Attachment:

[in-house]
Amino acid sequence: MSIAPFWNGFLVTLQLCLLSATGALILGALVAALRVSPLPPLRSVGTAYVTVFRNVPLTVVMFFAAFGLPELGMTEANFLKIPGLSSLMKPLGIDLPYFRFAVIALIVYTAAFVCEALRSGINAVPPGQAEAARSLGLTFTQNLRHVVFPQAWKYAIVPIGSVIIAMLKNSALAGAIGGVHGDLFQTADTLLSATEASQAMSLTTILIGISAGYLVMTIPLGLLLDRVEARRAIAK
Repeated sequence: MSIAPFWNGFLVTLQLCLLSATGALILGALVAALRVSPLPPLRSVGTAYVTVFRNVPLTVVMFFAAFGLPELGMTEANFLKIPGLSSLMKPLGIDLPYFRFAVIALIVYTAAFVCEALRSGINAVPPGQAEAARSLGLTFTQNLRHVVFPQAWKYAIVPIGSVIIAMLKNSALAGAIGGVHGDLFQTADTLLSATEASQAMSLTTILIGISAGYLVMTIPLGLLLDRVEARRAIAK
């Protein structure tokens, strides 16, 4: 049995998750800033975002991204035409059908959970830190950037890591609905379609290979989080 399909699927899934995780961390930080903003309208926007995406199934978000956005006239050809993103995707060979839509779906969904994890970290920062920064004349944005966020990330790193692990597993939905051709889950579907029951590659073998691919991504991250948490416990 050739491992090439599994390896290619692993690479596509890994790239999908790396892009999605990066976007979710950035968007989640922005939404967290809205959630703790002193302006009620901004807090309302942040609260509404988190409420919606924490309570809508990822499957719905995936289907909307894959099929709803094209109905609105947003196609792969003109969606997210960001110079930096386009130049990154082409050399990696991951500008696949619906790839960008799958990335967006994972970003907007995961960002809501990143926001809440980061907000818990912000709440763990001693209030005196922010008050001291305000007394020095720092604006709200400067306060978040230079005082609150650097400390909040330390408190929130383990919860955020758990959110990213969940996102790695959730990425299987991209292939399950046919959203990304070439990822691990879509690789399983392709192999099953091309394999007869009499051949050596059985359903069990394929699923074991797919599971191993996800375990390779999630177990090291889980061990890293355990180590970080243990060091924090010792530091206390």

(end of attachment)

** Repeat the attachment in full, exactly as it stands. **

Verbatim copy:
[in-house]
Amino acid sequence: MSIAPFWNGFLVTLQLCLLSATGALILGALVAALRVSPLPPLRSVGTAYVTVFRNVPLTVVMFFAAFGLPELGMTEANFLKIPGLSSLMKPLGIDLPYFRFAVIALIVYTAAFVCEALRSGINAVPPGQAEAARSLGLTFTQNLRHVVFPQAWKYAIVPIGSVIIAMLKNSALAGAIGGVHGDLFQTADTLLSATEASQAMSLTTILIGISAGYLVMTIPLGLLLDRVEARRAIAK
Repeated sequence: MSIAPFWNGFLVTLQLCLLSATGALILGALVAALRVSPLPPLRSVGTAYVTVFRNVPLTVVMFFAAFGLPELGMTEANFLKIPGLSSLMKPLGIDLPYFRFAVIALIVYTAAFVCEALRSGINAVPPGQAEAARSLGLTFTQNLRHVVFPQAWKYAIVPIGSVIIAMLKNSALAGAIGGVHGDLFQTADTLLSATEASQAMSLTTILIGISAGYLVMTIPLGLLLDRVEARRAIAK
């Protein structure tokens, strides 16, 4: 049995998750800033975002991204035409059908959970830190950037890591609905379609290979989080 399909699927899934995780961390930080903003309208926007995406199934978000956005006239050809993103995707060979839509779906969904994890970290920062920064004349944005966020990330790193692990597993939905051709889950579907029951590659073998691919991504991250948490416990 050739491992090439599994390896290619692993690479596509890994790239999908790396892009999605990066976007979710950035968007989640922005939404967290809205959630703790002193302006009620901004807090309302942040609260509404988190409420919606924490309570809508990822499957719905995936289907909307894959099929709803094209109905609105947003196609792969003109969606997210960001110079930096386009130049990154082409050399990696991951500008696949619906790839960008799958990335967006994972970003907007995961960002809501990143926001809440980061907000818990912000709440763990001693209030005196922010008050001291305000007394020095720092604006709200400067306060978040230079005082609150650097400390909040330390408190929130383990919860955020758990959110990213969940996102790695959730990425299987991209292939399950046919959203990304070439990822691990879509690789399983392709192999099953091309394999007869009499051949050596059985359903069990394929699923074991797919599971191993996800375990390779999630177990090291889980061990890293355990180590970080243990060091924090010792530091206390």